May Fourth and China's legacy of revolution

On May 4, 1919, 3,000 university students started China's May Fourth movement

Published May 4, 2024 5:15AM (EDT)

Student Protesters in Tiananmen Square, 1989 (Peter Turnley/Getty Images)
Student Protesters in Tiananmen Square, 1989 (Peter Turnley/Getty Images)

On May 4, 1919, 3,000 university students in Beijing emerged from their dormitories and lecture halls, gathered in front of Tiananmen Gate and set off the most famous protest movement in Chinese history. Angered by the weakness of the Chinese government in the face of colonial encroachment by Japan and the Western great powers, students, workers, and other opponents of imperialism had taken hold of most of China’s major cities by the next day in a defiant show of patriotic resistance and mass consciousness. 

The galvanizing issue was the future of a 213 sq mi territory in the Shandong Peninsula and the surrounding sphere of influence, which Germany had seized from China in 1898. China had agreed to support the Allies in World War I on the condition that the territory be returned to its rightful owner, but a series of concessions forced on its leaders by Japan fated it to instead fall into the latter’s hands. The shotgun agreement, accepted by the western Allies, burdened China with yet another national humiliation after eighty years of coercion, extortion, and military defeat at the hands of foreign powers, and people blamed the impotent Beiyang government and the squabbling warlord cliques that ran much of the country for letting it happen.

With negotiations over the Treaty of Versailles threatening to ratify Japanese control of Shandong, students distributed copies of a “Manifesto of All Students in Peking” that exhorted the nation to “secure our secure our sovereignty in foreign affairs and to get rid of the traitors at home.”

“The Chinese people may be massacred but they will not surrender,” the manifesto declared. “Our country is about to be annihilated. Up, brethren!”

As 3,000 students marched through Beijing, spectators were recorded to have wept or cheered them on. They first attempted to petition foreign representatives in the Legation Quarter, but police blocked their way. The demonstration soon turned violent. Protesters broke into the house of a pro-Japanese official and gave him a beating, while police attacked the protesters on the streets, injuring several and causing one to later die in a hospital. Another 32 protesters were arrested.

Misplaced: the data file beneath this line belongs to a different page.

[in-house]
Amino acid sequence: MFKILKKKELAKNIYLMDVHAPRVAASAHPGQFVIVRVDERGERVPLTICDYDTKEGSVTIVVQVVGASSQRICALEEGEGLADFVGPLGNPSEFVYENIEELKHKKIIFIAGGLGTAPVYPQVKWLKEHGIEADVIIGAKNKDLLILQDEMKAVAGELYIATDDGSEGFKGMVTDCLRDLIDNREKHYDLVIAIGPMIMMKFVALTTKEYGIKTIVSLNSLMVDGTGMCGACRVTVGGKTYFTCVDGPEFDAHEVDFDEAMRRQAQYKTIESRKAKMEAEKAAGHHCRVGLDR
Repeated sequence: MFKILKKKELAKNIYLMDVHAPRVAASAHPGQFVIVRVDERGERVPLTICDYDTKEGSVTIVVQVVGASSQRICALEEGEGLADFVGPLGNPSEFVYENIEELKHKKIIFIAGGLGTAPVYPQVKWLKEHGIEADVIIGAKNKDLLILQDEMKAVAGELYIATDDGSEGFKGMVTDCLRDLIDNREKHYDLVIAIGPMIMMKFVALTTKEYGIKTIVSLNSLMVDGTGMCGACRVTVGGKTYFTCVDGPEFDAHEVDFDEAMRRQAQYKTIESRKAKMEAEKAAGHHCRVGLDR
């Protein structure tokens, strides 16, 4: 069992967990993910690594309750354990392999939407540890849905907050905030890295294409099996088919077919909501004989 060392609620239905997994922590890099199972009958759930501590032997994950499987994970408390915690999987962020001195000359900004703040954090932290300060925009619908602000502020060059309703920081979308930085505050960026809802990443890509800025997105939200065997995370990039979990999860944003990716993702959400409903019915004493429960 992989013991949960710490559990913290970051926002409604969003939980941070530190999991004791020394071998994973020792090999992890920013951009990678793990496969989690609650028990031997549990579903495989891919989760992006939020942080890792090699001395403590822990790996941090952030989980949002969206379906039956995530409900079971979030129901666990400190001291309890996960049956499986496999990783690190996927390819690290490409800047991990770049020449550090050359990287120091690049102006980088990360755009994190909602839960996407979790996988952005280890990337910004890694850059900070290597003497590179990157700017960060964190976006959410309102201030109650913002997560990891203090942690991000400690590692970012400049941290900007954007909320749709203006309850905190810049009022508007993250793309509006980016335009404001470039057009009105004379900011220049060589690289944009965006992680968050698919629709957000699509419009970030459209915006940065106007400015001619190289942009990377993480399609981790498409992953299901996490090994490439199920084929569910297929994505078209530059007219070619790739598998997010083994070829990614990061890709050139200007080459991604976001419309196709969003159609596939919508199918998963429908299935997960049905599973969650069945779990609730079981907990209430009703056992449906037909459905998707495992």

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If the Beiyang government hoped to contain the unrest within Beijing, they had, true to form, failed miserably. Inspired with national fervor, provoked by harsh repression, and furious at political elites that many perceived as more concerned with retaining power than acting for the good for the country, a broad protest movement swept across China, demanding opposition to Japanese imperialism, a boycott of Japanese goods, and modernizing domestic reform. The crackdown also escalated, with the government characterizing the studentswho defined themselves as "citizens" first and foremostas reckless and immature youths who needed to be put back in their place. Police arrested them by the thousands, such that that they had to turn university buildings into makeshift prisons when the usual facilities became overfilled. Many students, expecting arrest, carried on their backs food and bedding to be used under detention.

While students spearheaded the uprising, the multitudes of urban workers who joined them swung the hammer-blow against the government's will to resist. The workers were already resentful of their exploitation by foreign companies and their collaborators; now was an opportunity to make common cause against a hated oppressor. On June 5, a strike by 90,000 workers from the textile, printing, metals, and other industries paralyzed Shanghai, the country’s main economic center, in full view of the European, Japanese, and American residents living in the foreign concession. More strikes soon followed in other cities as well as along strategic railway lines. Merchants, industrialists, and shopkeepers, perhaps hoping to stave off Japanese competition, also supported the protests, ceasing trade and threatening to withhold their taxes until their demands were met.

Confronted with a population united in outrage and a potential economic crisis, the government released some of the arrested students, dismissed three pro-Japanese cabinet members, and offered to negotiate terms. The demonstrations continued until, on June 28, Beijing instructed its representatives not to sign the Treaty of Versailles unless Shandong was restored to China. The other powers shrugged off Chinese objections and signed the treaty anyway, and so the territory remained in Japanese hands until the end of World War II. But the so-called May Fourth Movement represented a stunning victory for the people who had, through mass mobilization, forced their government to its knees, and also unleashed forces that far exceeded the boundaries of 1919 politics.